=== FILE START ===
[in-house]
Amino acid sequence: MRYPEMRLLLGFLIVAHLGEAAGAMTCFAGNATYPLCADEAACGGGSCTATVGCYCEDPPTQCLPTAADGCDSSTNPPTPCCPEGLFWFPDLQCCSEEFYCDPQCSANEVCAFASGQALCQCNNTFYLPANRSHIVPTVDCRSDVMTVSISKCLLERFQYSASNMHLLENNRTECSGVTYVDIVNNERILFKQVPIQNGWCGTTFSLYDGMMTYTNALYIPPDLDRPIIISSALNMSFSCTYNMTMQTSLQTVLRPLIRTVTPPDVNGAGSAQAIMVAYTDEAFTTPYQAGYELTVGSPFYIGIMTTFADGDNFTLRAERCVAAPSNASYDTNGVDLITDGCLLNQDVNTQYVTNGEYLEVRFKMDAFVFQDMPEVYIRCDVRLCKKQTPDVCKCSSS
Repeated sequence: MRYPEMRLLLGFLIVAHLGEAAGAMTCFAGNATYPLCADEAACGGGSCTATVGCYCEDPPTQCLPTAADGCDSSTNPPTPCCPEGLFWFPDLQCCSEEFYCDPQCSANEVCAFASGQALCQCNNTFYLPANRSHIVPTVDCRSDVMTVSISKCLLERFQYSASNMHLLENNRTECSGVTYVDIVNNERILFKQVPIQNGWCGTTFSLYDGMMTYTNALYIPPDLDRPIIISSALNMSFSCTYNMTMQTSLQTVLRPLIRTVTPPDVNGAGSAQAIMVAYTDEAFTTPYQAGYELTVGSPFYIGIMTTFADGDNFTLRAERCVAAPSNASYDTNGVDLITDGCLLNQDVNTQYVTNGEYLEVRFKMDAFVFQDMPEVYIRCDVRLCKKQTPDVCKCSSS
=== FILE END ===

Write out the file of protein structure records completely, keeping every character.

[in-house]
Amino acid sequence: MRYPEMRLLLGFLIVAHLGEAAGAMTCFAGNATYPLCADEAACGGGSCTATVGCYCEDPPTQCLPTAADGCDSSTNPPTPCCPEGLFWFPDLQCCSEEFYCDPQCSANEVCAFASGQALCQCNNTFYLPANRSHIVPTVDCRSDVMTVSISKCLLERFQYSASNMHLLENNRTECSGVTYVDIVNNERILFKQVPIQNGWCGTTFSLYDGMMTYTNALYIPPDLDRPIIISSALNMSFSCTYNMTMQTSLQTVLRPLIRTVTPPDVNGAGSAQAIMVAYTDEAFTTPYQAGYELTVGSPFYIGIMTTFADGDNFTLRAERCVAAPSNASYDTNGVDLITDGCLLNQDVNTQYVTNGEYLEVRFKMDAFVFQDMPEVYIRCDVRLCKKQTPDVCKCSSS
Repeated sequence: MRYPEMRLLLGFLIVAHLGEAAGAMTCFAGNATYPLCADEAACGGGSCTATVGCYCEDPPTQCLPTAADGCDSSTNPPTPCCPEGLFWFPDLQCCSEEFYCDPQCSANEVCAFASGQALCQCNNTFYLPANRSHIVPTVDCRSDVMTVSISKCLLERFQYSASNMHLLENNRTECSGVTYVDIVNNERILFKQVPIQNGWCGTTFSLYDGMMTYTNALYIPPDLDRPIIISSALNMSFSCTYNMTMQTSLQTVLRPLIRTVTPPDVNGAGSAQAIMVAYTDEAFTTPYQAGYELTVGSPFYIGIMTTFADGDNFTLRAERCVAAPSNASYDTNGVDLITDGCLLNQDVNTQYVTNGEYLEVRFKMDAFVFQDMPEVYIRCDVRLCKKQTPDVCKCSSS